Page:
Repairing a few hairline cracks in a foundation is not costly; therefore, incurring legal expenses to draft a repair clause in an Agreement of Purchase and Sale probably doesn’t make sense. When the waterproofing of the wet basement is expected to be costly, it probably makes sense to get your lawyer involved in writing a repair clause. As Mr. Weisleder points out in his article, if the repair clause in a home sale contract is not properly worded you might end up in court. Here is a summary of Mr. Weisleder’s recommendations:
- When it comes to repair obligations, his recommendation is for the seller to get an estimate and give the buyer a credit for the cost of waterproofing repairs on closing;
- It is a mistake to think that money can be held back on closing if repairs are not completed as promised. In most cases, the purchaser is obligated to close the deal and sue for the cost of repairs later; and
- To be able to hold back money, a clause must be inserted into the Agreement of Purchase and Sale specifically stating that money will be held back until both parties, acting reasonably, determine that the repairs have been completed adequately.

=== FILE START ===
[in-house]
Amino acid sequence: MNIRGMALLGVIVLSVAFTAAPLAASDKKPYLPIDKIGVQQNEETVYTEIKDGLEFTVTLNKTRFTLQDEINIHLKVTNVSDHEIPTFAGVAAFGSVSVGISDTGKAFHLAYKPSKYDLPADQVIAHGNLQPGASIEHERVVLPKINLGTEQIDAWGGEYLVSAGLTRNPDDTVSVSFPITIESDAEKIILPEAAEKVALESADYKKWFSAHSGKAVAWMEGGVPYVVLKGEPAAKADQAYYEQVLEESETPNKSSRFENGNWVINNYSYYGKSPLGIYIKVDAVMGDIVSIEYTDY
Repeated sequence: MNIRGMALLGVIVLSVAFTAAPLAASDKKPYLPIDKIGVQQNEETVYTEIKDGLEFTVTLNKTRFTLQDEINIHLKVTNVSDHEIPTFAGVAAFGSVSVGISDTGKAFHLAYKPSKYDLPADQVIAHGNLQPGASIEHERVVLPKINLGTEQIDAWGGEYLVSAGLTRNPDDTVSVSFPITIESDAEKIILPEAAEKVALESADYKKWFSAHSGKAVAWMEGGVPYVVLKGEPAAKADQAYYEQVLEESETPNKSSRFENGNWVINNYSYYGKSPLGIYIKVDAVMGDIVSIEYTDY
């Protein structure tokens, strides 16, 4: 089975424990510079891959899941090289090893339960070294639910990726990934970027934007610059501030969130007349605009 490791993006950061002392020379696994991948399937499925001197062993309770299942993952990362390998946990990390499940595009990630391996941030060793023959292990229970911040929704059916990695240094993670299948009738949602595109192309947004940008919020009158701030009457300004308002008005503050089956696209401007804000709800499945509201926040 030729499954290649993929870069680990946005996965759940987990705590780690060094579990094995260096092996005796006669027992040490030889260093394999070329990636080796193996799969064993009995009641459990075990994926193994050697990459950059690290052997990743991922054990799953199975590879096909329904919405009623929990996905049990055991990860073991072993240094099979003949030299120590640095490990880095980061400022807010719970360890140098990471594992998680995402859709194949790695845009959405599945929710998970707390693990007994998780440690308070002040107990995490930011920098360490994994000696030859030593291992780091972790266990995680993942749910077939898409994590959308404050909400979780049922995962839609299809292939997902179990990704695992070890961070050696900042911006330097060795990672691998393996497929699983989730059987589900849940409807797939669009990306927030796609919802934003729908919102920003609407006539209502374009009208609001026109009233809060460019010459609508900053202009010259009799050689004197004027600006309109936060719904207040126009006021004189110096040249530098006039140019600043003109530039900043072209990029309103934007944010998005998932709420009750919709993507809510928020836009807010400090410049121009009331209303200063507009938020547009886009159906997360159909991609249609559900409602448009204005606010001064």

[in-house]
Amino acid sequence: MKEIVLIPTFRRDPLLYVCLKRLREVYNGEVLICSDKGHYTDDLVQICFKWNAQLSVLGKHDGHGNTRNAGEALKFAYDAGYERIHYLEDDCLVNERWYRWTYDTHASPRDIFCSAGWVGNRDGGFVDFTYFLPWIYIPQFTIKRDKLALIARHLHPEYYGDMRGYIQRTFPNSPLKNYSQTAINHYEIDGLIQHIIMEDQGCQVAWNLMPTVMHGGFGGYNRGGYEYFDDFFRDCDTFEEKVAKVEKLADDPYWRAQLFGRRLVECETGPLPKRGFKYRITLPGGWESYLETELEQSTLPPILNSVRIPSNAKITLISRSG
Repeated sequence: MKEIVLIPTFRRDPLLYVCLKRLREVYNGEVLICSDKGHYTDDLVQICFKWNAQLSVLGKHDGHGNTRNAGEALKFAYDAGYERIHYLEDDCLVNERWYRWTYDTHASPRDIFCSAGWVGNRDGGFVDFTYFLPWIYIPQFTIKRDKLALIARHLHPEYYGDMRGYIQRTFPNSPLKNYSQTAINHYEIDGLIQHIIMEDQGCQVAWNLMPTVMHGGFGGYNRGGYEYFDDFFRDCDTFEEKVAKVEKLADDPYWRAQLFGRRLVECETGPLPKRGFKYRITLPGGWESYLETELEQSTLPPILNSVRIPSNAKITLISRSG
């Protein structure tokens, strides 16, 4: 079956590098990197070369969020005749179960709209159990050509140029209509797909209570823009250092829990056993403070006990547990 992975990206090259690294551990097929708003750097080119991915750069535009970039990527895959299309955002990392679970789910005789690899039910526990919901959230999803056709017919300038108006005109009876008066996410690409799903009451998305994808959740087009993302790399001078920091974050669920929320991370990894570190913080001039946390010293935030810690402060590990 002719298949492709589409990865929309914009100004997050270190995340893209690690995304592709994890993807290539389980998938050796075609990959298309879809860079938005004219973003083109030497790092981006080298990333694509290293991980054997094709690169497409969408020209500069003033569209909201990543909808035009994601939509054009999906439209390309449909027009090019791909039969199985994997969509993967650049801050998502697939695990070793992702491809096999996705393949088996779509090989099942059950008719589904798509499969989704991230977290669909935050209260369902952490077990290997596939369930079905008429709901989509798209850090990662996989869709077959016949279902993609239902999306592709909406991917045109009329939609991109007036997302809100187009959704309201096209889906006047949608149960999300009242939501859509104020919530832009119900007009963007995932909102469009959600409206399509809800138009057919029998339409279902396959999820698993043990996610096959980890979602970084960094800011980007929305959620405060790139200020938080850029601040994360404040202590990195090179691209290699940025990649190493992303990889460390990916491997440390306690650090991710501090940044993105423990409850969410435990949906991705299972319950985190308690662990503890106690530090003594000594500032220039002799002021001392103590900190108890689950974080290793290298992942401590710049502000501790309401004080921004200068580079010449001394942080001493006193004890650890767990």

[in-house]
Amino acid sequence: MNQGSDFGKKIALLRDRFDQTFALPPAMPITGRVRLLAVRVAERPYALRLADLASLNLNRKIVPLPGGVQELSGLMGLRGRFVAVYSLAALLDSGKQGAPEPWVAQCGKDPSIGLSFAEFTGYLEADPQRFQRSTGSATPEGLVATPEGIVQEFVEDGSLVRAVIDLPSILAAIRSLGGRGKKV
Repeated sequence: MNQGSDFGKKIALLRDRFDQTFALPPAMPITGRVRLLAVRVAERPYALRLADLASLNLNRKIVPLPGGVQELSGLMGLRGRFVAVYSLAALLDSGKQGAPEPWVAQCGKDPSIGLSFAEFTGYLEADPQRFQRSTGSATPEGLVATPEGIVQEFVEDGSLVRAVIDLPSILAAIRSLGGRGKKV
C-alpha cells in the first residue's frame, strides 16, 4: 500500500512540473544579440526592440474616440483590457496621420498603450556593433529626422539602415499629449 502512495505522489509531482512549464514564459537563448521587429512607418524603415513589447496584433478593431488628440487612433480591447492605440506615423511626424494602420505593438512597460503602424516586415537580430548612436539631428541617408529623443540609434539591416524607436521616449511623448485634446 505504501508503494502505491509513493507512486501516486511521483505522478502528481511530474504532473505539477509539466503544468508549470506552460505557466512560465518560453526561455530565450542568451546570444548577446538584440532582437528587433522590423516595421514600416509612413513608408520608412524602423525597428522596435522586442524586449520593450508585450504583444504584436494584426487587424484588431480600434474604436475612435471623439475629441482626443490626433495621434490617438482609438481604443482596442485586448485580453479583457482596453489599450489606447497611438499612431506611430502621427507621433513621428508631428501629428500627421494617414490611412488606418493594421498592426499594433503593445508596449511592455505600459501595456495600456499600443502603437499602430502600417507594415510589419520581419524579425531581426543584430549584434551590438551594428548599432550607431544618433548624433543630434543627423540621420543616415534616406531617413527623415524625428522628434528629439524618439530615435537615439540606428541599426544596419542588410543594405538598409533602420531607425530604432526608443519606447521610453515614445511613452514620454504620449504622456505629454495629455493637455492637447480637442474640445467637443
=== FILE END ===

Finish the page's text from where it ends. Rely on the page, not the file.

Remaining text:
Food for thought
Regrettably, very little in life is black or white so there is no simple checklist to follow when dealing with wet basement waterproofing repair obligations.
While it may seem simple to provide a repair credit to a purchaser on closing, the amount of the credit can easily be a contentious issue because a vendor will obtain the lowest possible quote for leaky basement repairs while the purchaser would typically demand the most professional repairs which never cost the least amount of money. If both parties agree that the seller is to repair the problem prior to closing, there is the potential for a dispute concerning the quality of work actually performed; so it is probably beneficial to specify the name of the waterproofing company that is to carry out any repairs.
Time has proven that some purchasers will not put an offer on a property that they know has a wet basement problem; even a very minor one. Sellers can avoid such situations by carrying out any needed repairs prior to listing their property.